But I have a confession to make. I no longer deal with very difficult people. Instead I recognize them early and just say, “no thanks” to them. However, I realize that many of you might not have the luxury of doing that at your stage of your career.
If so, the following Narcissist Inventory may come in handy as a way to identify them early so that when you do reach the point of not being willing to deal with them, you too will just say “no” rather than becoming involved.
To use the Narcissist Inventory, rate the person on a 1-to-3 scale (1 = rarely; 2 = sometimes; 3 = frequently):
How often does the person need to be right at all costs?
How often does the person act impatient with you for no good reason?
How often does the person interrupt you in the middle of what you’re saying, and yet take offense if you interrupt?
How often does the person expect you to drop whatever you’re thinking about and listen to him or her — and does the person take offense when you expect the same in return?
How often does the person talk more than he or she listens?
How often does the person say “Yes, but,” “That’s not true,” “No,” “However,” or “Your problem is”?
How often does the person resist and resent doing something that matters to you, just because it’s inconvenient?
How often does the person expect you to cheerfully do something that’s inconvenient for you?
How often does the person expect you to accept behavior that he or she would refuse to accept from you?
How often does the person fail to say “Thank you,” “I’m sorry,” “Congratulations,” or “Excuse me” when it’s called for?
Okay, okay. I understand. So you can’t just say “no” just yet.
So as not to leave you hanging, here’s one strategy you can try now:
Identify who he or she is by using the above inventory
Never expect him or her to not act in a condescending and controlling manner (so you won’t be caught off guard or blindsided when they do)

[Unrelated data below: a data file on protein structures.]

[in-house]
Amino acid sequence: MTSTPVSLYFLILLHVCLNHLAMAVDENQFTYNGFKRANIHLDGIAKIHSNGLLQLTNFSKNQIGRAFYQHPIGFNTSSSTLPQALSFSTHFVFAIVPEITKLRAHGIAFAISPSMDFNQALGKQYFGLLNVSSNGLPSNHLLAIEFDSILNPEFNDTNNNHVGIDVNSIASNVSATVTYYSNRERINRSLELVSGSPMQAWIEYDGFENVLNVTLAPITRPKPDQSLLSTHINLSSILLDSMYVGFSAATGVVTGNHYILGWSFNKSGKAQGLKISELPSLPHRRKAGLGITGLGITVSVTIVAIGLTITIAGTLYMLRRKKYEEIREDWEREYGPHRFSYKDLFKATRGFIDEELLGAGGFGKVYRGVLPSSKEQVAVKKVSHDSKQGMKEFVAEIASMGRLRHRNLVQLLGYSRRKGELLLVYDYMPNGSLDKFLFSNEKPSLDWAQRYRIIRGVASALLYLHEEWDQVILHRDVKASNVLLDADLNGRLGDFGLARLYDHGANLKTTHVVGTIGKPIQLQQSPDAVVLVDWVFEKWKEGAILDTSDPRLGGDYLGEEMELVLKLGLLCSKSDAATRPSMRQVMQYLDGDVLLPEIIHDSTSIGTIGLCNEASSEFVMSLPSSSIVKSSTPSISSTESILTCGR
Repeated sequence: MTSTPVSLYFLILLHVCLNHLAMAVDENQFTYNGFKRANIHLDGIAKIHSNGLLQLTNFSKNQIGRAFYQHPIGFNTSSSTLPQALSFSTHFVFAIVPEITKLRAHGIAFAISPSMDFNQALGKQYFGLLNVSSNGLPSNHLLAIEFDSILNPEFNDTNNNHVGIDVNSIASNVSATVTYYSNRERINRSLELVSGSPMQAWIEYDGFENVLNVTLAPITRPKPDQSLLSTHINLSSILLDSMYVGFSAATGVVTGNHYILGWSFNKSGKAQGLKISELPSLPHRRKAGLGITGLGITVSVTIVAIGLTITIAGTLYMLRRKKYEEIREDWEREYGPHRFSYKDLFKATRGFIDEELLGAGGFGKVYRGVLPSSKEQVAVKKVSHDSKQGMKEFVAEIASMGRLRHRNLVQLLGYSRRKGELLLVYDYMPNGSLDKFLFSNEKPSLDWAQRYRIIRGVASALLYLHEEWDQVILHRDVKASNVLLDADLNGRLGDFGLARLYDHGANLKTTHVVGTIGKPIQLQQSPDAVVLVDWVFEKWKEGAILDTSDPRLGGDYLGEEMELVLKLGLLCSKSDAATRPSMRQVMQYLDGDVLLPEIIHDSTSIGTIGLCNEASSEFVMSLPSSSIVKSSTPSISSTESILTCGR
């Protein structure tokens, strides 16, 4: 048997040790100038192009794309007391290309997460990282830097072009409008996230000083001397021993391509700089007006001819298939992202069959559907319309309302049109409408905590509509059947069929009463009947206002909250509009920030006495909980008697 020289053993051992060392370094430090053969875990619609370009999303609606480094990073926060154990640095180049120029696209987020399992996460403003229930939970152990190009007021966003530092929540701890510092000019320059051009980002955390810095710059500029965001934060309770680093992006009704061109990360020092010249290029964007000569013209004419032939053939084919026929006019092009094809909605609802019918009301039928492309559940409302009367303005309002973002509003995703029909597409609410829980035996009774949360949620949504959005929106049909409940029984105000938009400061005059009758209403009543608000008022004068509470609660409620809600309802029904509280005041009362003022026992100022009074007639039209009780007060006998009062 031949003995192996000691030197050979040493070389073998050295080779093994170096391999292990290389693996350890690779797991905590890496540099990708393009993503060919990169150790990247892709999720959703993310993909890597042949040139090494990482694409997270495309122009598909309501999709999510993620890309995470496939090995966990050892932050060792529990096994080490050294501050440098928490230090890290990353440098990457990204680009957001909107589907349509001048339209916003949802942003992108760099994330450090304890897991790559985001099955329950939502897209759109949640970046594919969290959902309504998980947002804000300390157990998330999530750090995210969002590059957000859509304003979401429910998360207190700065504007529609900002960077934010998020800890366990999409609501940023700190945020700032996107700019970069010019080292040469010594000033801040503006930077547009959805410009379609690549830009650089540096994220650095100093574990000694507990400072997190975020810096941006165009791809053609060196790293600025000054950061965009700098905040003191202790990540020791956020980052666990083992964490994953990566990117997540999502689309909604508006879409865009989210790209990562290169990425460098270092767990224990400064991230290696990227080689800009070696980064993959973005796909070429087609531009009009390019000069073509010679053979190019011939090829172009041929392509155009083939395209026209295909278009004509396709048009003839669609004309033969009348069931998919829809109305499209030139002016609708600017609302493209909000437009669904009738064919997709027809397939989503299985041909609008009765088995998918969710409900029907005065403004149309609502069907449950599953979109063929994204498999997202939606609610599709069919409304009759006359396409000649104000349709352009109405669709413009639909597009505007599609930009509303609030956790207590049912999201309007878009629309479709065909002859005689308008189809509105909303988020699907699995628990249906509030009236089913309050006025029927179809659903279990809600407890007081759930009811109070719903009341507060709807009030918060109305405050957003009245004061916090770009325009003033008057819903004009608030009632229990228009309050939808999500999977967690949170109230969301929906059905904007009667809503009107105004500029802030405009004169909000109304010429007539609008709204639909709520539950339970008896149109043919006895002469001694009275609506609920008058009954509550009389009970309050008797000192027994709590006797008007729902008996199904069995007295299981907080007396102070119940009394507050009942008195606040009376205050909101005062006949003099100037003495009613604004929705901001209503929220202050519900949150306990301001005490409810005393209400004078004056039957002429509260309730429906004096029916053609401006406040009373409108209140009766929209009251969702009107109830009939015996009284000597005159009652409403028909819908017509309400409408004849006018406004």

When they act in that manner, look them straight in the eye, unfazed, and let them finish whatever they’re saying
When they finish, pause for two to four seconds (which will cause them to realize their usual M.O. didn’t work on you)
Then say calmly, firmly and looking into their eyes, “Please repeat everything you said in the last few minutes, especially about what you want me to do, in a normal tone of voice. I have an uncontrollable habit of tuning people out when they are yelling, talking at or talking down to me, and if what you said was important for me to hear, I’m afraid you’re going to have to tell it to me again.”
Of course, if you’re one of those very lucky and self-confident individuals who may take what other people say seriously, but never take it personally, you won’t need any of the above.
By the way, if you are one of those self-possessed, unflappable and fortunate people, you might share it with someone less able to stand up for themselves.
He is an advisor, coach, mentor and confidante to CEO’s, founders and entrepreneurs helping them to unlock all their internal blocks to achieving success, fulfillment and happiness.
Originally a UCLA professor of psychiatry and crisis psychiatrist for over 25 years, and former FBI and police hostage negotiation trainer, Dr. Goulston's expertise has been forged and proven in the crucible of real-life, high stakes situations including being a boots on the ground suicide prevention specialist and serving as an advisor in the OJ Simpson criminal trial.
Including, “Just Listen,” he is the author of seven books with multiple best sellers. He writes or contributes to Harvard Business Review, Business Insider, Biz Journals, Fast Company, Huffington Post, Psychology Today and has appeared as an psychological expert in the media including: CNN, Headline News, msNBC, Fox News, Wall Street Journal, New York Times, Forbes, Fortune, Psychology Today and was the subject of a PBS special.
He lives with his wife in Los Angeles, California.
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